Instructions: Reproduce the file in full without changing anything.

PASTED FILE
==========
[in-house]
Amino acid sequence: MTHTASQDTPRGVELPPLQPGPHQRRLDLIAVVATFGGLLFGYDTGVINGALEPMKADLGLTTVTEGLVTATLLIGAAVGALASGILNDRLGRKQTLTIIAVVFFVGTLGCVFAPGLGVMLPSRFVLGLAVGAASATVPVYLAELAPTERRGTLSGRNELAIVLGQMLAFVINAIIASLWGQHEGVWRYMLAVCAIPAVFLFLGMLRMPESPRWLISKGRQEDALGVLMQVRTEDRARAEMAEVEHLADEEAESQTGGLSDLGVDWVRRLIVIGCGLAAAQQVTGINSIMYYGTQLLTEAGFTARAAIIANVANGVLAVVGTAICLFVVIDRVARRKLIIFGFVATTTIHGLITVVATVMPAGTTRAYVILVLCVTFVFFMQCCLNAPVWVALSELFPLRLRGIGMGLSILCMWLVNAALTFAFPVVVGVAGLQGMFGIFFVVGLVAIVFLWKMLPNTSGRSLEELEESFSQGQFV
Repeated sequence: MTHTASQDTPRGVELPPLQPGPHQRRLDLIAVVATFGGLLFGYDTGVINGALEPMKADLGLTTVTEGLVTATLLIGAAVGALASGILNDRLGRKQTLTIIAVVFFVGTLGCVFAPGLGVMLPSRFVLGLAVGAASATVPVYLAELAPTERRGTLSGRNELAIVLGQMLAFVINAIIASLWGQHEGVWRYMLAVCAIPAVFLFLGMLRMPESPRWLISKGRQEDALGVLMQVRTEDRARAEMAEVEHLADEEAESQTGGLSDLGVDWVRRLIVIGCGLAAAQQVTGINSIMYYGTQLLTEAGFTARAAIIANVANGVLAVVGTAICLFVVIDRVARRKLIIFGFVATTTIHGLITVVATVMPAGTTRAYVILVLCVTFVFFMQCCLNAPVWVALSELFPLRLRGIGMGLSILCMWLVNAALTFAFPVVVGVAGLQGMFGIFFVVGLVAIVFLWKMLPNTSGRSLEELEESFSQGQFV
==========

[in-house]
Amino acid sequence: MTHTASQDTPRGVELPPLQPGPHQRRLDLIAVVATFGGLLFGYDTGVINGALEPMKADLGLTTVTEGLVTATLLIGAAVGALASGILNDRLGRKQTLTIIAVVFFVGTLGCVFAPGLGVMLPSRFVLGLAVGAASATVPVYLAELAPTERRGTLSGRNELAIVLGQMLAFVINAIIASLWGQHEGVWRYMLAVCAIPAVFLFLGMLRMPESPRWLISKGRQEDALGVLMQVRTEDRARAEMAEVEHLADEEAESQTGGLSDLGVDWVRRLIVIGCGLAAAQQVTGINSIMYYGTQLLTEAGFTARAAIIANVANGVLAVVGTAICLFVVIDRVARRKLIIFGFVATTTIHGLITVVATVMPAGTTRAYVILVLCVTFVFFMQCCLNAPVWVALSELFPLRLRGIGMGLSILCMWLVNAALTFAFPVVVGVAGLQGMFGIFFVVGLVAIVFLWKMLPNTSGRSLEELEESFSQGQFV
Repeated sequence: MTHTASQDTPRGVELPPLQPGPHQRRLDLIAVVATFGGLLFGYDTGVINGALEPMKADLGLTTVTEGLVTATLLIGAAVGALASGILNDRLGRKQTLTIIAVVFFVGTLGCVFAPGLGVMLPSRFVLGLAVGAASATVPVYLAELAPTERRGTLSGRNELAIVLGQMLAFVINAIIASLWGQHEGVWRYMLAVCAIPAVFLFLGMLRMPESPRWLISKGRQEDALGVLMQVRTEDRARAEMAEVEHLADEEAESQTGGLSDLGVDWVRRLIVIGCGLAAAQQVTGINSIMYYGTQLLTEAGFTARAAIIANVANGVLAVVGTAICLFVVIDRVARRKLIIFGFVATTTIHGLITVVATVMPAGTTRAYVILVLCVTFVFFMQCCLNAPVWVALSELFPLRLRGIGMGLSILCMWLVNAALTFAFPVVVGVAGLQGMFGIFFVVGLVAIVFLWKMLPNTSGRSLEELEESFSQGQFV